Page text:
"They are claiming that there's some phantom person out there. I don't know who that person is, they don't know who that person is."
That was Ray Nagin, New Orleans' former mayor, speaking in July 2009.
Some legal analysts think words spoken and actions possibly taken by Nagin could come back to haunt him in federal court.
Nagin did try to hide many meetings on his 2008 calendar. And a non-profit technology group says, in 2009, Nagin or someone inside City Hall intentionally deleted the calendar from the city server.
In early 2009, this reporter put in a public records request for Nagin's emails and calendars, and had to sue the city to receive them.
Initially the Nagin Administration produced a heavily redacted calendar, with many meetings blacked out. But Judge Rose Ledet ordered them to produce the original, unredacted version.
What we found was that the Nagin Administration tried to hide a handful of meetings with businessman Frank Fradella, claiming they were personal.
"That, in and of itself, does not an indictment make," says FOX 8 legal analysts Joe Raspanti. "But what it does do is it backs up in some way the premise that there was something improper going on, and there was something to hide. And that's what they did."
Fradella was a city vendor at the time, and last month pleaded guilty in federal court to paying Nagin money.
"It's pretty clear. You're not paying attention if you don't see what we have here," says Raspanti. " What we have here is, all these men are going to come forward and say that ray did this… that he knew what he was doing, that he understood the quid pro quo that was going on, and that what it is that we did was illegal."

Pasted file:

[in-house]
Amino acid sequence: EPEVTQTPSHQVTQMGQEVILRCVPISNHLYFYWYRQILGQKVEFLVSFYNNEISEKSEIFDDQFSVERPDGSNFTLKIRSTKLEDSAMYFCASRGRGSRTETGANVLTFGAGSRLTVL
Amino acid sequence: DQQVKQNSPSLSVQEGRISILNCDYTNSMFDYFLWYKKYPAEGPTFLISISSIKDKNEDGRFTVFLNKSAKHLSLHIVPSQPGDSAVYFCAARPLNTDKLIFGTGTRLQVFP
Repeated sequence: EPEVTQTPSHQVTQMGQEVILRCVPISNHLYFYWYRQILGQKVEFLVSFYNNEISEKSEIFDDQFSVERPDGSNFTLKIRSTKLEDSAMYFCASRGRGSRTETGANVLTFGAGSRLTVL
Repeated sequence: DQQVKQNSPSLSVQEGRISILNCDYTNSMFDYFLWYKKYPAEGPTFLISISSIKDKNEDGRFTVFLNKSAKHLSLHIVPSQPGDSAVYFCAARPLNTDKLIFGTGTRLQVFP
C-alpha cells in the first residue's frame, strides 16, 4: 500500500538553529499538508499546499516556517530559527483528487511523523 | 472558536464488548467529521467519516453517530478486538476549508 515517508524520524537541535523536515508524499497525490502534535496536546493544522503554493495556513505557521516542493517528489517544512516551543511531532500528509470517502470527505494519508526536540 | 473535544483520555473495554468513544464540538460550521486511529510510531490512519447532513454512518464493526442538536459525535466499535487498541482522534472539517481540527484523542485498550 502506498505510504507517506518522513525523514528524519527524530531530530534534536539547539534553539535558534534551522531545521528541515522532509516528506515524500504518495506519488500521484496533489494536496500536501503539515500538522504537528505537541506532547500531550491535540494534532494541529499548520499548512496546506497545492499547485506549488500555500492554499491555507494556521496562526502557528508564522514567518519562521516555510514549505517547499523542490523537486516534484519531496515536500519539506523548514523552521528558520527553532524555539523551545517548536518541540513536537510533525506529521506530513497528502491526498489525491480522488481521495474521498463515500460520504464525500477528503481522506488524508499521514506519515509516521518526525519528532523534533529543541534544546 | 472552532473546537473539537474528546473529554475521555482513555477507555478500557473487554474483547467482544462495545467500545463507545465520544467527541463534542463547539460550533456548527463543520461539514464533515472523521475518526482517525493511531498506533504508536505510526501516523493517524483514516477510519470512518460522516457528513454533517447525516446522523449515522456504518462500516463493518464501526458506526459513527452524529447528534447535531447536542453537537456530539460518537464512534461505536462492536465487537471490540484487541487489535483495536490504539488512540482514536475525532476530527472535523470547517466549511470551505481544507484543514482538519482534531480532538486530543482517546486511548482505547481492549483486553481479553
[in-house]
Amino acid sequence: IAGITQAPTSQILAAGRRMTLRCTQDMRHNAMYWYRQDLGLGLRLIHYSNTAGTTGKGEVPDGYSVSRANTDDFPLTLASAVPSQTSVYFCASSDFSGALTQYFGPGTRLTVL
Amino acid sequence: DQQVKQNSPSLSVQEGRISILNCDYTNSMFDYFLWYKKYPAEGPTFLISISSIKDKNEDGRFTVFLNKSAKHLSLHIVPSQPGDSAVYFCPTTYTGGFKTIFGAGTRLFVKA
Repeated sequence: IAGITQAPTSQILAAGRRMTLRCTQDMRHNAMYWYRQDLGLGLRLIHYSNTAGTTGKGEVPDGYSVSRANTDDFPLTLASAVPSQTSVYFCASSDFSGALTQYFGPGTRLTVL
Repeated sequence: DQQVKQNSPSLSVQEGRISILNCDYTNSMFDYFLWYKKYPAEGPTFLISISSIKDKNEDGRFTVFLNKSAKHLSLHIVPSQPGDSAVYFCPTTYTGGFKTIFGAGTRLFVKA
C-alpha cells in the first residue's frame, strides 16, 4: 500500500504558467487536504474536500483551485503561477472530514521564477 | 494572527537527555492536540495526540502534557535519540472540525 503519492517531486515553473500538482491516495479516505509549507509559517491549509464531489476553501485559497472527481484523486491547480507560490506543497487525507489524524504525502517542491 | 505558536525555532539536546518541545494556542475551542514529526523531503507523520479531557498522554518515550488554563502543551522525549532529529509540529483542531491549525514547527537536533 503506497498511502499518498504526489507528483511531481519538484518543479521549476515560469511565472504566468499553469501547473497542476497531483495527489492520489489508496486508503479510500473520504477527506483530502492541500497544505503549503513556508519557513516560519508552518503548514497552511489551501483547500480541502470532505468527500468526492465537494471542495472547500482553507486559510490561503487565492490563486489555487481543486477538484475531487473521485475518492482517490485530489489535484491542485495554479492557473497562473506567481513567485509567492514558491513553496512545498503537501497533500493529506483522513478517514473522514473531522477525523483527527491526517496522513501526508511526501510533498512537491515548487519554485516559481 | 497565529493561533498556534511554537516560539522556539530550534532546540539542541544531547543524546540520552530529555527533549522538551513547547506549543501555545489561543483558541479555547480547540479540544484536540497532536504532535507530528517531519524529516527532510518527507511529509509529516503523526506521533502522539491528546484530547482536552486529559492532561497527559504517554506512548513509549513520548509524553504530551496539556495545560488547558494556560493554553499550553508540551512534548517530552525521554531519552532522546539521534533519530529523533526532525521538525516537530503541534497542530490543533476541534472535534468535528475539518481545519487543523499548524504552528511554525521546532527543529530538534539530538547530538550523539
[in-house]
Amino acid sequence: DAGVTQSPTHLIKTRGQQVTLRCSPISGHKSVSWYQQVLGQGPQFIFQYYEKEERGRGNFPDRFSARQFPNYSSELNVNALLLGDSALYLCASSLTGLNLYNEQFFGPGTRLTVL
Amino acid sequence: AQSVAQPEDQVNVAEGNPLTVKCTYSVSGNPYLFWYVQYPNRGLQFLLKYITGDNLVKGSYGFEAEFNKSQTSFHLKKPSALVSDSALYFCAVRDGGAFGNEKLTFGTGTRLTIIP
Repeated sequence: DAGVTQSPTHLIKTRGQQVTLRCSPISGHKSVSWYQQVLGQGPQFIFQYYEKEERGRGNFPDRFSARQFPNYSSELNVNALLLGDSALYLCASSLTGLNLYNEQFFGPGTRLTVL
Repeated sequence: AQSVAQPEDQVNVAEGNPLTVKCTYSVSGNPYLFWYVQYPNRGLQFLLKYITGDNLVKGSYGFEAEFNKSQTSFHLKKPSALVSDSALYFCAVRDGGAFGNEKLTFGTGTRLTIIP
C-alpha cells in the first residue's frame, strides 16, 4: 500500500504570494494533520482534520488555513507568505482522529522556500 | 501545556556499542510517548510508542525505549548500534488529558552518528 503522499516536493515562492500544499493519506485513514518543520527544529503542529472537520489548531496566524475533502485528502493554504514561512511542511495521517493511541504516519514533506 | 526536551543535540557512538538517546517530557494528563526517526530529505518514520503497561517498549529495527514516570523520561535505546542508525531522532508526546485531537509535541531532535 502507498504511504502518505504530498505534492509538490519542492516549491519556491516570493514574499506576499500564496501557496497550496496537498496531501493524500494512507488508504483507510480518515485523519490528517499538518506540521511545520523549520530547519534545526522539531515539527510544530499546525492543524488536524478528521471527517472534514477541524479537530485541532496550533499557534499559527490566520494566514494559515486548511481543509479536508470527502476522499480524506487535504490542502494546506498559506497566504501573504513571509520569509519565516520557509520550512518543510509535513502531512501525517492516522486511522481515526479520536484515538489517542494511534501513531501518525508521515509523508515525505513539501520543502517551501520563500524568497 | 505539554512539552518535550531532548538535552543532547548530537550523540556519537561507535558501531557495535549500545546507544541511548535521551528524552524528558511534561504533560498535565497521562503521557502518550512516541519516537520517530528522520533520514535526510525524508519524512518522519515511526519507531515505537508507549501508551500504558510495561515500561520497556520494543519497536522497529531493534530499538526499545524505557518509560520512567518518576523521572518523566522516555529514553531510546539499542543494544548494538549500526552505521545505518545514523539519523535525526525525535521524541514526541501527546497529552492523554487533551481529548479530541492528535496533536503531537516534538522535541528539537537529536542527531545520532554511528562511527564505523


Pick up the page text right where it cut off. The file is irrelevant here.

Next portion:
But Nagin still didn't produce the emails. The city said they were erased from the server. So Judge Ledet ordered City Hall to recover the emails. You may remember, that's when the city hired the Louisiana Technology Council.
And at one point, we thought, maybe they did hire us because they thought we might not be able to find the data," says Mark Lewis of the Technology Council.
But the Technology Council did find the data, soon after they were hired in May of 2009.
"When we started doing the work, we found that someone had gone in and deliberately deleted the email box of, actually, two people," says Lewis. "We found that Mayor Nagin's box was missing. Greg Meffert's box was missing. But all the other 59 mailboxes were still intact."
A 2009 report from the Technology Council stated that the deleted emails could not "have been an accident" -- something Nagin denies.
"How could somebody deliberately delete these emails and for what reason?" asked Nagin in July 2009. "They were responding to a crisis and besides the emails are on my desktop and they were able to retrieve."
The Technology Council says that's not true. They were able to piece together emails, though, and recovered 18,000 from Nagin.
Mark Lewis says he hasn't looked at them; only the city and law enforcement know what was deleted.
Our analyst says the deleted emails and redacted calendar will play a role in the federal case, and combined with testimony from Frank Fradella and possibly Greg Meffert, they will be used against the former mayor.
Raspanti tells us, "This is something that is going to be shown to Mr. Nagin, and they'll say, 'this is what we are going to use at trial and this is how we're going to use it. Besides these people coming in and telling their stories as to what it is, we can bolster that by showing that you acted to cover up your connection with them.' The obvious question would be why."